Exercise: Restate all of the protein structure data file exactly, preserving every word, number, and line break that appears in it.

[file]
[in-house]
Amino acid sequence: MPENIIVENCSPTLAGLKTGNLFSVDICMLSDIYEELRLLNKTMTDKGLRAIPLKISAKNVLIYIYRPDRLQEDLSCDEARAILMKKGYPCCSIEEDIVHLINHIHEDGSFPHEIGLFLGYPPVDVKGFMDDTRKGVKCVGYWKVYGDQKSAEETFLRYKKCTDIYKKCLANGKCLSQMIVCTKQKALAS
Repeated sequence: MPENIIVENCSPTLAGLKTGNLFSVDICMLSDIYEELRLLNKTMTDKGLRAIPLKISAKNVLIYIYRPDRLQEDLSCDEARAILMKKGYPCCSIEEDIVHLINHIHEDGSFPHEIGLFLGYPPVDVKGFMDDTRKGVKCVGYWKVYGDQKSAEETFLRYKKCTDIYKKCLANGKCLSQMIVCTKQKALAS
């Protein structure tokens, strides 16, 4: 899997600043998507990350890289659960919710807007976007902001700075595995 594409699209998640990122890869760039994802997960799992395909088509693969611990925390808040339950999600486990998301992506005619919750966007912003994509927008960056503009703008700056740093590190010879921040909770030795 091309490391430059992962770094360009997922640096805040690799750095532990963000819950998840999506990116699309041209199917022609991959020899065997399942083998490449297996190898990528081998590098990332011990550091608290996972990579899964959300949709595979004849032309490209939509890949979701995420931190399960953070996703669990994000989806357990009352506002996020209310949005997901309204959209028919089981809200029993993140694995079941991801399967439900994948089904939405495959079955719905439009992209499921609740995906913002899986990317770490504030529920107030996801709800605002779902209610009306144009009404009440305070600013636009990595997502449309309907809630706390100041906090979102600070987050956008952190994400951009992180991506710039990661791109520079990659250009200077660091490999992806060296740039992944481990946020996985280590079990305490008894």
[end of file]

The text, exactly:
[in-house]
Amino acid sequence: MPENIIVENCSPTLAGLKTGNLFSVDICMLSDIYEELRLLNKTMTDKGLRAIPLKISAKNVLIYIYRPDRLQEDLSCDEARAILMKKGYPCCSIEEDIVHLINHIHEDGSFPHEIGLFLGYPPVDVKGFMDDTRKGVKCVGYWKVYGDQKSAEETFLRYKKCTDIYKKCLANGKCLSQMIVCTKQKALAS
Repeated sequence: MPENIIVENCSPTLAGLKTGNLFSVDICMLSDIYEELRLLNKTMTDKGLRAIPLKISAKNVLIYIYRPDRLQEDLSCDEARAILMKKGYPCCSIEEDIVHLINHIHEDGSFPHEIGLFLGYPPVDVKGFMDDTRKGVKCVGYWKVYGDQKSAEETFLRYKKCTDIYKKCLANGKCLSQMIVCTKQKALAS
């Protein structure tokens, strides 16, 4: 899997600043998507990350890289659960919710807007976007902001700075595995 594409699209998640990122890869760039994802997960799992395909088509693969611990925390808040339950999600486990998301992506005619919750966007912003994509927008960056503009703008700056740093590190010879921040909770030795 091309490391430059992962770094360009997922640096805040690799750095532990963000819950998840999506990116699309041209199917022609991959020899065997399942083998490449297996190898990528081998590098990332011990550091608290996972990579899964959300949709595979004849032309490209939509890949979701995420931190399960953070996703669990994000989806357990009352506002996020209310949005997901309204959209028919089981809200029993993140694995079941991801399967439900994948089904939405495959079955719905439009992209499921609740995906913002899986990317770490504030529920107030996801709800605002779902209610009306144009009404009440305070600013636009990595997502449309309907809630706390100041906090979102600070987050956008952190994400951009992180991506710039990661791109520079990659250009200077660091490999992806060296740039992944481990946020996985280590079990305490008894």